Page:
|The Tiedown Guys, Gene Van Boxtel and Dave Haase from EAA Chapter 444. (photo by Jack Hodgson)
|Mark and Beth Pullen sitting in the grass and watching the airplanes. (photo by Jack Hodgson)
By Jack Hodgson
July 31, 2013 - Gene Van Boxtel and Dave Haase are members of EAA Chapter 444 in Appleton, Wisconsin. Here at AirVenture, Chapter 444 serves the mission of providing tie-down stakes to visiting aircraft owners who have arrived unprepared.
Gene and Dave are two of the volunteers who drive up and down the rows selling the stakes. They sell them for $25. They can be returned at the end of the week for a $10 refund.
Gene's been coming to the fly-in for 10 years and Dave for eight.
The money that Chapter 444 raises through the tiedown sales are used to provide scholarships to local kids to attend the EAA Air Academy. This past season they provided a 50 percent scholarship to three Air Academy students.
Mark and Beth Pullen are from Kansas City. They've been coming to the fly-in since 2007.
Why do they return each year? "I mainly come to Oshkosh to do exactly what I'm doing now," Mark says. "Sitting in the grass and stare at airplanes. I think most of my friends think Oshkosh is weird, because they're not pilots, and the idea of coming, spending a week in a field in Wisconsin, and that you really love this and wait for it every year, is strange.
"But I just love being around airplanes."
Beth isn't an active pilot, but she soloed some years ago and now attends the fly-in to be with Mark, and to enjoy the vacation time.
They arrived at the fly-in this year on Monday. Although the trip here is only three hours flying, they overnighted in Iowa City.
They pick Iowa City because, a long time ago, there was a hotel that had an aviation theme and offered special service to planes on their way to Oshkosh. That hotel has now changed owners and philosophies, but Mark and Beth still stay there through habit. And "so we have an easy flight in the morning."
Their airplane is a 1977 Cardinal RG. They've had it for "a year and a month." They fly out of Charles B. Wheeler Downtown Airport (MKC) in Kansas City, "where the gas is $1.75 a gallon less than the other places nearby."
The RG is the first plane they've owned. "I've been a renter and flying club member for years and years," Mark says. "I've always wanted to buy something, and I finally did.
"One of the reasons I wanted to own an airplane is so I could just go out and punch holes in the sky for fun, and not worry that much about it."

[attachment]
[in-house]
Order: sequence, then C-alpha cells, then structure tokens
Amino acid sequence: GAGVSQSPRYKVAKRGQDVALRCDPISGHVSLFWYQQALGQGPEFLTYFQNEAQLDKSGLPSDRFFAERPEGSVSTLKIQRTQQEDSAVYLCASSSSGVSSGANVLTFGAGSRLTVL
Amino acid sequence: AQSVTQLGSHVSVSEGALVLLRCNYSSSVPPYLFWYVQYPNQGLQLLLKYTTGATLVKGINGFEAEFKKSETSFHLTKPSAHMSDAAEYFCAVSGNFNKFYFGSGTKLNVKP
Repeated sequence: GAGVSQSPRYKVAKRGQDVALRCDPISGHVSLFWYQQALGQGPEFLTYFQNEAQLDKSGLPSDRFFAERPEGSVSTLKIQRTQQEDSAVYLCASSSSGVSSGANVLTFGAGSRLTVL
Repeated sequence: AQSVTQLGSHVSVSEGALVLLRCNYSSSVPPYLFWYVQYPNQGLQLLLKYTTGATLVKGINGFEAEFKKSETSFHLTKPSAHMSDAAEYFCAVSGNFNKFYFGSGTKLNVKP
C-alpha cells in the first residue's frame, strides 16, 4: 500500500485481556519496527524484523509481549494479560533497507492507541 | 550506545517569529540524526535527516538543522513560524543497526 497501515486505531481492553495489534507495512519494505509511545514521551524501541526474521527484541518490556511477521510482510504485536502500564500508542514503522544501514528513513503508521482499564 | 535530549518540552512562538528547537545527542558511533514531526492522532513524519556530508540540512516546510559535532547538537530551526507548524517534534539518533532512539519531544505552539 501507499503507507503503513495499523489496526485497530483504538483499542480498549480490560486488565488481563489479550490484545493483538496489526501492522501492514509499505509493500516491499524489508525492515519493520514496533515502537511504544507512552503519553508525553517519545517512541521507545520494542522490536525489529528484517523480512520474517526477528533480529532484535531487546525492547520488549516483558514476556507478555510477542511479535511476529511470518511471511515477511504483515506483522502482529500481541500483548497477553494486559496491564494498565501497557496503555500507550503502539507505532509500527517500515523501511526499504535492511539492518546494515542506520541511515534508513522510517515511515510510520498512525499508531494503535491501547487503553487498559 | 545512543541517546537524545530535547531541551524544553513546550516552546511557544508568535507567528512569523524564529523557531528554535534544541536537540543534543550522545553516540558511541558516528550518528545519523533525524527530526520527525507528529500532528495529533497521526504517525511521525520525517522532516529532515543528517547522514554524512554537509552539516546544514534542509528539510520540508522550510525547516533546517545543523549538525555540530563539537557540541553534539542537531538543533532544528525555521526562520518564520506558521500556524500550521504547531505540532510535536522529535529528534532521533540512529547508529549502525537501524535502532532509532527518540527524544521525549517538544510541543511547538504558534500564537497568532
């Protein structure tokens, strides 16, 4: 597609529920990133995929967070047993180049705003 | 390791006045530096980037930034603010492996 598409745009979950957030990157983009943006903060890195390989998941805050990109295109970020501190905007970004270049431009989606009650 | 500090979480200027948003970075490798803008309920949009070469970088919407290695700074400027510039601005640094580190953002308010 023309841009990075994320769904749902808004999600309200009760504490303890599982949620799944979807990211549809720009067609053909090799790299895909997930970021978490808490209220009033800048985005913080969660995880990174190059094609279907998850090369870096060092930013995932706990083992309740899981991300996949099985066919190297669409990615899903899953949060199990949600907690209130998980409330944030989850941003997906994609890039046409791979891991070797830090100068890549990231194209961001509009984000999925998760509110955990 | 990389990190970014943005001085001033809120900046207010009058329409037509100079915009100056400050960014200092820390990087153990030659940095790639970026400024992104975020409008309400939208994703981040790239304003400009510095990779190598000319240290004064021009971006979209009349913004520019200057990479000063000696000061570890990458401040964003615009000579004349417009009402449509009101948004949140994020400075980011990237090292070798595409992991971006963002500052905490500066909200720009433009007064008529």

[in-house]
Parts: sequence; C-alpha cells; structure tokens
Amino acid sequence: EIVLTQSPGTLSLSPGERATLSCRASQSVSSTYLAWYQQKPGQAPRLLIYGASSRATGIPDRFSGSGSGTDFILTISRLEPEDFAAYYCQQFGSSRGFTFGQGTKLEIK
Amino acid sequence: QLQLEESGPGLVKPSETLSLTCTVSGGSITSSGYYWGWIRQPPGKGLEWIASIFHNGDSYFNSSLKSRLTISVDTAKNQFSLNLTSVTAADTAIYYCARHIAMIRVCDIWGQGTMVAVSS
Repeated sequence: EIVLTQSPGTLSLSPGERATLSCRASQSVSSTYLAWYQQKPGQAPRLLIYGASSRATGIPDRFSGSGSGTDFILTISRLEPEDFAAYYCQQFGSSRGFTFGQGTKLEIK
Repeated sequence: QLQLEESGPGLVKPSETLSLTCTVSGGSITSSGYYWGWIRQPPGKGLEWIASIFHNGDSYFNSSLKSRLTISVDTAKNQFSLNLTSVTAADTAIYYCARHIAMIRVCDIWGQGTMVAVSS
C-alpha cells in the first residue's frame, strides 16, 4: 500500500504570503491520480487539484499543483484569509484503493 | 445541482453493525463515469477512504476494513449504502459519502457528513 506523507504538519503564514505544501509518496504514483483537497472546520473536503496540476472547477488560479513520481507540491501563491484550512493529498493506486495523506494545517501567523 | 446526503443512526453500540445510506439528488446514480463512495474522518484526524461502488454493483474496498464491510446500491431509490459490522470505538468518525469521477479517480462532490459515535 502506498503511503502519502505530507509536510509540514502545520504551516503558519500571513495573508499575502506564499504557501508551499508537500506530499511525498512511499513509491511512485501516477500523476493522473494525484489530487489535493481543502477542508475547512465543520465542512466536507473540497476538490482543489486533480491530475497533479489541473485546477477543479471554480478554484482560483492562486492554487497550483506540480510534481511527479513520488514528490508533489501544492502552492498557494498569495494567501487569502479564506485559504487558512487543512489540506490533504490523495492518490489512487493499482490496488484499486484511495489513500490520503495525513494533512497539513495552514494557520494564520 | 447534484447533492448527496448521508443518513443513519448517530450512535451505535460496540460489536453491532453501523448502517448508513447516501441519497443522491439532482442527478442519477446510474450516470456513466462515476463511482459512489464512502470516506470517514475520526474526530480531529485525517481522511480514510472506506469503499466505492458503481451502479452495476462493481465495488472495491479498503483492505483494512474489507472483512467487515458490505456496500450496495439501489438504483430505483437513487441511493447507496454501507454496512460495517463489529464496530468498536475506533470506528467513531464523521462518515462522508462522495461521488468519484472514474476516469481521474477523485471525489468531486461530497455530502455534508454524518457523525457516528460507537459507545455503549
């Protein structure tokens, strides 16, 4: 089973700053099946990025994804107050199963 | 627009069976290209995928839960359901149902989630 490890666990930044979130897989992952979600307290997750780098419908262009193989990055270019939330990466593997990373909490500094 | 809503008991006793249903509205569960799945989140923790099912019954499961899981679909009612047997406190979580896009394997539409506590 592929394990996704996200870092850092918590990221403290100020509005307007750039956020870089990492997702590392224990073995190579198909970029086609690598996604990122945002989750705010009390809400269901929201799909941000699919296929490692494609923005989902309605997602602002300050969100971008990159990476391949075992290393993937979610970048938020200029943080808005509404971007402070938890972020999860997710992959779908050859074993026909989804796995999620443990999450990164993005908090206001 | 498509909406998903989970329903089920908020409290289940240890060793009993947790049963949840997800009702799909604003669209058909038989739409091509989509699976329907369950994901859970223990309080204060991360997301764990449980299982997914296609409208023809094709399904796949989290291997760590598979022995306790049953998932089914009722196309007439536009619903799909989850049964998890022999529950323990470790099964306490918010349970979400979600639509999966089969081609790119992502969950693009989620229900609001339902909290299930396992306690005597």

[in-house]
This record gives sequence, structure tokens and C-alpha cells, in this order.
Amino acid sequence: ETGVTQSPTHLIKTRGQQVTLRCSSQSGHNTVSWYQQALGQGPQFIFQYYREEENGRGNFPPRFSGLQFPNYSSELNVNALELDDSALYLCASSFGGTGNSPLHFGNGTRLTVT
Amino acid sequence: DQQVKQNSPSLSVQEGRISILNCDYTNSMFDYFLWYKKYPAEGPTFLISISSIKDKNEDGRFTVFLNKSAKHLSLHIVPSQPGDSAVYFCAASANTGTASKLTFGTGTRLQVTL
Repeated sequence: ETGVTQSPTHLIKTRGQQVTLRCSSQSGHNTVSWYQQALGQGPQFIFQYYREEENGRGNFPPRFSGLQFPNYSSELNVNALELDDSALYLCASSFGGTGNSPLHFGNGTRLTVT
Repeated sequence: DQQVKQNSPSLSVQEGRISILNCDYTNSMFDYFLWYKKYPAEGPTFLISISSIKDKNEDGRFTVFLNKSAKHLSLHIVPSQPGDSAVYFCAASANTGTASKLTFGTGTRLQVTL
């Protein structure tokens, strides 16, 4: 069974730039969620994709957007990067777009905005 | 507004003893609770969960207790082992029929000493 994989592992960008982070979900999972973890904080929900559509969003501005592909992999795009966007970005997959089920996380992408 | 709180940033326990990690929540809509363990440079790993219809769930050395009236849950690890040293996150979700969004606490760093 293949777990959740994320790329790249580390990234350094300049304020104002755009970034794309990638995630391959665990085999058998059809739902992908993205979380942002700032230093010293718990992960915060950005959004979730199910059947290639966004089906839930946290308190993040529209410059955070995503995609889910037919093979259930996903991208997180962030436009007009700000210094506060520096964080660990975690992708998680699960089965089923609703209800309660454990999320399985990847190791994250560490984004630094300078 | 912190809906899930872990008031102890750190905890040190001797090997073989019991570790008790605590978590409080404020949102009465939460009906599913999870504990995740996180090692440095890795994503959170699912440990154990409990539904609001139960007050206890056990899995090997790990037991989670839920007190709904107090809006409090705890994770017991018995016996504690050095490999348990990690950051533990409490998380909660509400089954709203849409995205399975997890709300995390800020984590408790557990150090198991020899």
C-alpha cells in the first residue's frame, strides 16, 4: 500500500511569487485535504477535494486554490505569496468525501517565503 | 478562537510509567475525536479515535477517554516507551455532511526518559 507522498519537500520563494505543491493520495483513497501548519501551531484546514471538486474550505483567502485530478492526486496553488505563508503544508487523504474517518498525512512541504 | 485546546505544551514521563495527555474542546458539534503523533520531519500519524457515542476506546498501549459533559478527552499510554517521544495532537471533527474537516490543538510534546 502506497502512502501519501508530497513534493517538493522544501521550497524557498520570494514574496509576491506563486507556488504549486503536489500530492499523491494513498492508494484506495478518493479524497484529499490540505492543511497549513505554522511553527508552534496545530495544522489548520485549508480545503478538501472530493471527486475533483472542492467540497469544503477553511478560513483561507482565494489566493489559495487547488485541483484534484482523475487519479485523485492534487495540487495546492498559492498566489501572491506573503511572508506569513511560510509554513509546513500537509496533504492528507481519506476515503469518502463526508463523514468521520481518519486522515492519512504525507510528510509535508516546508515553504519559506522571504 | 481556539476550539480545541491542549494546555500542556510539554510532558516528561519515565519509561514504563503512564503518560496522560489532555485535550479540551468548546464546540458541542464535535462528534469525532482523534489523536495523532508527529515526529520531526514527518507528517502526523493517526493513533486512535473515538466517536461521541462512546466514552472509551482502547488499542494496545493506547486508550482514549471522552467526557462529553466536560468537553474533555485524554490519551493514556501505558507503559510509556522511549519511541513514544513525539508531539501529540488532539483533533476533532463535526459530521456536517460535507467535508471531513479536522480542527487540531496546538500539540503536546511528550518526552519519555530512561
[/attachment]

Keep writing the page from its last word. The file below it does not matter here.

One of the more notable things Mark's seen this year at AirVenture is the flight of Yves "Jetman" Rossy.
"I think I want one. That kind of thing is what I picture in my head when I'm flying my Cardinal. That somehow I'm doing that. I wouldn't want to travel from here to the West Coast in it. But in terms of just shooting holes in the sky you can't get any better."
As far as this reporter is concerned, Gene Cosklo is living the life.
He owns a Legend Cub, an RV-8, a Cherokee 180, and the Cardinal that he flew into AirVenture this year. He variously bases this flock at a hangar he keeps in Sarasota, Florida, or on the grass strip he maintains in his backyard in Wilkes-Barre, Pennsylvania. Oh, and he's shopping for another plane, 'cause the answer to "How many planes should a guy own?" is, "One more."
Gene flew into Oshkosh this year from Pennsylvania. He made a couple stops along the way, including one at Chicago Executive, where he looked a possible next plane. "A Beechcraft Debonair. I was thinking of buying it, but I decided to pass."
He also stopped at Porter County in Illinois, just east of Chicago, a favorite of his.
"They have two old bombers and a P-51 there. The EAA chapter has discounted hot dogs and brats."
His Cardinal is the 1975 model, with fixed gear. "I bought it in Indiana last December, and the paint was terrible and the interior was terrible. I took it to a paint shop and we did some interior work, and you can see the way it looks now."
If all his planes were on the ramp side by side, which one would he fly first? "Oh, it's just like kids. It depends on the time of the day. They're all nice."
This is only Gene's fourth time to the fly-in. He used to fly Hueys for the Army National Guard. And summertime deployments would keep him from coming.
"It just seemed so hard to come out here and sleep in a tent, after sleeping in a tent in the military. But now I wish I came here a long time before.
"I tell people all the time, you don't realize what you're missing here."
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